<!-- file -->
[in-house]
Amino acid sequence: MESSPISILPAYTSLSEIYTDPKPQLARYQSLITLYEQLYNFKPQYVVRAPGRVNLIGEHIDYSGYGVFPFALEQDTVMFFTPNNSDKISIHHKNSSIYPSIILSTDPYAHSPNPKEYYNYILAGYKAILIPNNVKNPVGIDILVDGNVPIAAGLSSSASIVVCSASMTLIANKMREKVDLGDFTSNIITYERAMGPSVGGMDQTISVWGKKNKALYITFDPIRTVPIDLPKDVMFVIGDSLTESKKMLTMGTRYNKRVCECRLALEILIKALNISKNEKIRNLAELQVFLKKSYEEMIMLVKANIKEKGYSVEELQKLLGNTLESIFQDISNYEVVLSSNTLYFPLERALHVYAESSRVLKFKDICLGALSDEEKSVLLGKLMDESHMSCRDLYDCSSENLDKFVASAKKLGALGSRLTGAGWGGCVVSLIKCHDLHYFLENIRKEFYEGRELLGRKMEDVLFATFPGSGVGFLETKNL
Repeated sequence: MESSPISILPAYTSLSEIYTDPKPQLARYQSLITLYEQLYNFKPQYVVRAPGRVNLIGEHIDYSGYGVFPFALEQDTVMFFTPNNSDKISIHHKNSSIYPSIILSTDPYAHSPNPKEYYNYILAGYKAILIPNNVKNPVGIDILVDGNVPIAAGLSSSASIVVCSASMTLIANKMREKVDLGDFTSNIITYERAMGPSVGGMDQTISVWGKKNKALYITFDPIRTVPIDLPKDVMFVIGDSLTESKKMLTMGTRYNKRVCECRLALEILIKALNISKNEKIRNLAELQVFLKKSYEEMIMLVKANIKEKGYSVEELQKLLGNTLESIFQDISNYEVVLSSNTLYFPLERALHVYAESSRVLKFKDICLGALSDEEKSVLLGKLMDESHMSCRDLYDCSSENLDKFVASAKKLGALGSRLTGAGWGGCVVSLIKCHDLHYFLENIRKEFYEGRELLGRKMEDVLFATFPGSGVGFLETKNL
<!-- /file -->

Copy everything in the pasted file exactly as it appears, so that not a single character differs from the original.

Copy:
[in-house]
Amino acid sequence: MESSPISILPAYTSLSEIYTDPKPQLARYQSLITLYEQLYNFKPQYVVRAPGRVNLIGEHIDYSGYGVFPFALEQDTVMFFTPNNSDKISIHHKNSSIYPSIILSTDPYAHSPNPKEYYNYILAGYKAILIPNNVKNPVGIDILVDGNVPIAAGLSSSASIVVCSASMTLIANKMREKVDLGDFTSNIITYERAMGPSVGGMDQTISVWGKKNKALYITFDPIRTVPIDLPKDVMFVIGDSLTESKKMLTMGTRYNKRVCECRLALEILIKALNISKNEKIRNLAELQVFLKKSYEEMIMLVKANIKEKGYSVEELQKLLGNTLESIFQDISNYEVVLSSNTLYFPLERALHVYAESSRVLKFKDICLGALSDEEKSVLLGKLMDESHMSCRDLYDCSSENLDKFVASAKKLGALGSRLTGAGWGGCVVSLIKCHDLHYFLENIRKEFYEGRELLGRKMEDVLFATFPGSGVGFLETKNL
Repeated sequence: MESSPISILPAYTSLSEIYTDPKPQLARYQSLITLYEQLYNFKPQYVVRAPGRVNLIGEHIDYSGYGVFPFALEQDTVMFFTPNNSDKISIHHKNSSIYPSIILSTDPYAHSPNPKEYYNYILAGYKAILIPNNVKNPVGIDILVDGNVPIAAGLSSSASIVVCSASMTLIANKMREKVDLGDFTSNIITYERAMGPSVGGMDQTISVWGKKNKALYITFDPIRTVPIDLPKDVMFVIGDSLTESKKMLTMGTRYNKRVCECRLALEILIKALNISKNEKIRNLAELQVFLKKSYEEMIMLVKANIKEKGYSVEELQKLLGNTLESIFQDISNYEVVLSSNTLYFPLERALHVYAESSRVLKFKDICLGALSDEEKSVLLGKLMDESHMSCRDLYDCSSENLDKFVASAKKLGALGSRLTGAGWGGCVVSLIKCHDLHYFLENIRKEFYEGRELLGRKMEDVLFATFPGSGVGFLETKNL